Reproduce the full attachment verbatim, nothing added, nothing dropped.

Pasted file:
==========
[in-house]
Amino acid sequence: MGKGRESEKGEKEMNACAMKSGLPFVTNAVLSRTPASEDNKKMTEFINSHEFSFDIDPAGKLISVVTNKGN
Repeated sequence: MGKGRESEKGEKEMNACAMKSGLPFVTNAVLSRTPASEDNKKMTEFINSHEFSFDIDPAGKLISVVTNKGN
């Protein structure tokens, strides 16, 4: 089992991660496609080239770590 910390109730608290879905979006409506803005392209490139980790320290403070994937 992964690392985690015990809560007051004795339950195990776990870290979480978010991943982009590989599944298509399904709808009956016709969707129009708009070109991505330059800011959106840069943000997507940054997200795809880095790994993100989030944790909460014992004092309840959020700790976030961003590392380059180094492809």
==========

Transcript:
[in-house]
Amino acid sequence: MGKGRESEKGEKEMNACAMKSGLPFVTNAVLSRTPASEDNKKMTEFINSHEFSFDIDPAGKLISVVTNKGN
Repeated sequence: MGKGRESEKGEKEMNACAMKSGLPFVTNAVLSRTPASEDNKKMTEFINSHEFSFDIDPAGKLISVVTNKGN
């Protein structure tokens, strides 16, 4: 089992991660496609080239770590 910390109730608290879905979006409506803005392209490139980790320290403070994937 992964690392985690015990809560007051004795339950195990776990870290979480978010991943982009590989599944298509399904709808009956016709969707129009708009070109991505330059800011959106840069943000997507940054997200795809880095790994993100989030944790909460014992004092309840959020700790976030961003590392380059180094492809």